Laurent Dequick
Laurent Dequick is a professional architect in his forties. His photographic work has been influenced by architecture, since it is primarily focused on ideas surrounding the contemporary city and more specifically, urban sprawl. The photographer’s message is to accurately convey the impression of freneticism stemming from population density and activity in urban zones: “As you walk down the street, the lights, noises, traffic, hustle and bustle, and mix of smells are so striking that no single shot could capture all of it. So do we have to make choices? I don’t think so and I don’t want to.” To convey in images this “congestion” of urban life, Laurent Dequick does not hesitate to juxtapose, superimpose, or imbricate his shots. He fits together photographs representing architectural complexes, highways, and people, all with the same intensity. He condenses the images like the city condenses the sum of the lives of all of its inhabitants. His style is reminiscent of cubism in its rendering, which verges on abstraction in its representation of constant motion. Source: Yellow Korner The passing of time is a fascinating concept which happens all around us, at every single moment of every single day. French photographer Laurent Dequick decided to capture these fleeting seconds in a series of photographs entitled Vibrations Urbaines. Each image is a collective sequence of multiple photographs, superimposed together to visually reflect the chaos and congestion of large urban areas. The series features colorful and energetic portraits of both New York and Berlin. Viewers might feel a bit hyper as they view the still photograph which so strongly convey the motion of cars zipping past and the life of people rushing by. Dequick says his work is “primarily a reflection on the contemporary city and more specifically the proliferation of modern urban space.” Through these compositions, the artist portrays the constant urban action and excitement that are generally challenging to communicate through just one still photograph. Source: My Modern Met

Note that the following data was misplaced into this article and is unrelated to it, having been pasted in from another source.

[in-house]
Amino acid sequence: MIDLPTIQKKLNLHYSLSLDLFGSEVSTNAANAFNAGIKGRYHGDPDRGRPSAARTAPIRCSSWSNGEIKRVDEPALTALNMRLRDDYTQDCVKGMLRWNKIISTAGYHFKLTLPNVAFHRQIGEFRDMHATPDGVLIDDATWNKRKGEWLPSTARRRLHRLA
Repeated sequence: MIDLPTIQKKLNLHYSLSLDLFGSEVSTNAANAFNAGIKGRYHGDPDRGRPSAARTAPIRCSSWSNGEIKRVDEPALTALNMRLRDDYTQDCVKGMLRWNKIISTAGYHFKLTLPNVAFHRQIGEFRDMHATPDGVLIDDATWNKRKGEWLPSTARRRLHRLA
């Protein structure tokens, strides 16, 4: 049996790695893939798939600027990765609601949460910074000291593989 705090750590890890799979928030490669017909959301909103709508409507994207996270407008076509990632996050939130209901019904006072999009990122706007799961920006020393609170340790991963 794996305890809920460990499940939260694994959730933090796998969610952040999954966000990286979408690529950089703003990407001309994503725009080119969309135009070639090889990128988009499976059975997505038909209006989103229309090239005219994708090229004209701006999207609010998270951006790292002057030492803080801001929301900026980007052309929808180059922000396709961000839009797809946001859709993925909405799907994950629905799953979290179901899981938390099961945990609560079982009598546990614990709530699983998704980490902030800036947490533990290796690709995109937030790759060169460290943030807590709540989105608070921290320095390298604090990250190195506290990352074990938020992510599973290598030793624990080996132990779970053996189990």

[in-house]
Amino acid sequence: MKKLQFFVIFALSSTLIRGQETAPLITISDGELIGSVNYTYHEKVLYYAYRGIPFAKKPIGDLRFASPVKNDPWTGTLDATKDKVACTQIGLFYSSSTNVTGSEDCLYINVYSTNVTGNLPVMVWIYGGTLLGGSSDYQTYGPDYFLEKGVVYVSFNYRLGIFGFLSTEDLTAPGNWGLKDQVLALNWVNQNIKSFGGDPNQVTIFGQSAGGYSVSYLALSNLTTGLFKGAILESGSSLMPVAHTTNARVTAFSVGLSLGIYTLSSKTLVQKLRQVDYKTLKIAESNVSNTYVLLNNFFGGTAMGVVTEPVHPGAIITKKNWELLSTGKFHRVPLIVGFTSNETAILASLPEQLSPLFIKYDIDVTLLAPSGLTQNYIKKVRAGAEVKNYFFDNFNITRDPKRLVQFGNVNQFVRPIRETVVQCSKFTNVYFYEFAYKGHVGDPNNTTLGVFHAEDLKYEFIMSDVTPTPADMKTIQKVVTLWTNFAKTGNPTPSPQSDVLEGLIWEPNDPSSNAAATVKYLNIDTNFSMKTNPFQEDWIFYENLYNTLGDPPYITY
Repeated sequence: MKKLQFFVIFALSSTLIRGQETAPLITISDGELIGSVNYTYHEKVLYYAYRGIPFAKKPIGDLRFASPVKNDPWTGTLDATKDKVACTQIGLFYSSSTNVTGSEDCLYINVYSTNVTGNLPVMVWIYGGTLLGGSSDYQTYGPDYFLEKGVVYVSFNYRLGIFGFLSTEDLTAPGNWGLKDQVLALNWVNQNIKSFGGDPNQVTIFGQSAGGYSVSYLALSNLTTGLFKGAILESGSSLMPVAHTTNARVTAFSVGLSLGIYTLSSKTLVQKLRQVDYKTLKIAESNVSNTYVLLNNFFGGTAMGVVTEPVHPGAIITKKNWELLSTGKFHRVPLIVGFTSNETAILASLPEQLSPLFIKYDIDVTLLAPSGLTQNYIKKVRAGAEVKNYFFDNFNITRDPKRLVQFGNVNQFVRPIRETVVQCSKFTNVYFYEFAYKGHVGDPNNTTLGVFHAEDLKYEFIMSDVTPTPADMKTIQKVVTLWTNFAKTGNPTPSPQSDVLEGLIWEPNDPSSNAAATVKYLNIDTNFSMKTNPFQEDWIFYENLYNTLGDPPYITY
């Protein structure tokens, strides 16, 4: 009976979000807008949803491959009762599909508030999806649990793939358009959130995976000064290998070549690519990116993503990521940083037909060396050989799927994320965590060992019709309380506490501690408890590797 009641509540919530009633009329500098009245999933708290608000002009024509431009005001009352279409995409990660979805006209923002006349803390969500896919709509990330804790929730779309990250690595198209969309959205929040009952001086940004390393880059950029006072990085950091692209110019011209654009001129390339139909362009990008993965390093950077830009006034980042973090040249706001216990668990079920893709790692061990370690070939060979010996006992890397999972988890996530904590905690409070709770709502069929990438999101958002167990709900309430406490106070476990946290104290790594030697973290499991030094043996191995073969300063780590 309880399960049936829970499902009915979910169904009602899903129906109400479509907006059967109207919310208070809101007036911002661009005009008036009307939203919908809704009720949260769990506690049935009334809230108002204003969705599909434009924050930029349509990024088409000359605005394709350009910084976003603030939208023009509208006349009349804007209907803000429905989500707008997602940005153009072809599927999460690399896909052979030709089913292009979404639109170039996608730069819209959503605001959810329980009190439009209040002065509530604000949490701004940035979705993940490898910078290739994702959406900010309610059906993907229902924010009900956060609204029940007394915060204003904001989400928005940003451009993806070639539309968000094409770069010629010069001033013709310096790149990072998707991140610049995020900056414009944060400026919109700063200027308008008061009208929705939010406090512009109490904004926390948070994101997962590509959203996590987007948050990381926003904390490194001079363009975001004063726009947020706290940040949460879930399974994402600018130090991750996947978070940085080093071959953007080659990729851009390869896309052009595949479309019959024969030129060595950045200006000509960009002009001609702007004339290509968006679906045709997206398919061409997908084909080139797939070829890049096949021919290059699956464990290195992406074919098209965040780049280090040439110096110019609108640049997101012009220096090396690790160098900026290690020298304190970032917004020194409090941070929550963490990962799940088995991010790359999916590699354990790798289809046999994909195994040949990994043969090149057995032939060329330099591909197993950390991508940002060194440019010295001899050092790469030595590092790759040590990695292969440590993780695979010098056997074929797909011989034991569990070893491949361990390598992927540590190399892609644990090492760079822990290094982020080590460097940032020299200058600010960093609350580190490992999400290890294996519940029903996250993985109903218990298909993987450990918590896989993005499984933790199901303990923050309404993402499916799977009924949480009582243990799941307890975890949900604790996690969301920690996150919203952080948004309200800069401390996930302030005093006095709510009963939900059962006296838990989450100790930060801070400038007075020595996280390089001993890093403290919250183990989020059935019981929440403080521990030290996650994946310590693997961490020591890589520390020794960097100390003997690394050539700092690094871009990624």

Paul Brouns
The Netherlands
I am a Dutch photographing artist that lives and works in Almere (near Amsterdam). I was born in 1967 in a small village in the South of the Netherlands. In 1990 I graduated from the Academy of Fine Arts in Tilburg (NL) in painting, drawing and photography. In the 1990's photography was still an analogue process and not having a darkroom of my own, in those early decades I was busy painting, because I wanted to work with colours and that was the most direct way to do this. However after the development of digital photography all of this started to change. By now my camera and the computer have gradually become my main tools for creation. Rhythm, color and geometry have always been important in my work and for this architecture has proven to be an ideal subject. As a photographer I am attracted by the abstract, rhythmic expression of buildings. It is my aim to captivate the viewers by feasts of dancing shadows, sunlit reflections or colour combinations. I hope that through my work they will learn to appreciate and enjoy the visual music that surrounds us. The Music of Architecture My motto "the music of architecture" stands for the artistic desire to communicate the abstract beauty of buildings. In the abstraction I see an important parallel with instrumental music. Terms like rhythm, composition, texture, scale and colour can be used to describe the feeling of my work, but it also can be applied to describe music. I try to visualise the sensation of a building as purely as possible: many images show façades that are completely frontal and fill the entire composition, so the rhythm and shallow depth of the building surface plays the main role. This ongoing series is called "Urban Tapestries". In other works the perspective depth and its converging lines play an important role. A third element is using my photographic elements to create a new reality. What unites these different elements is my desire to express myself through images that are all about the fascination with colour and rhythm.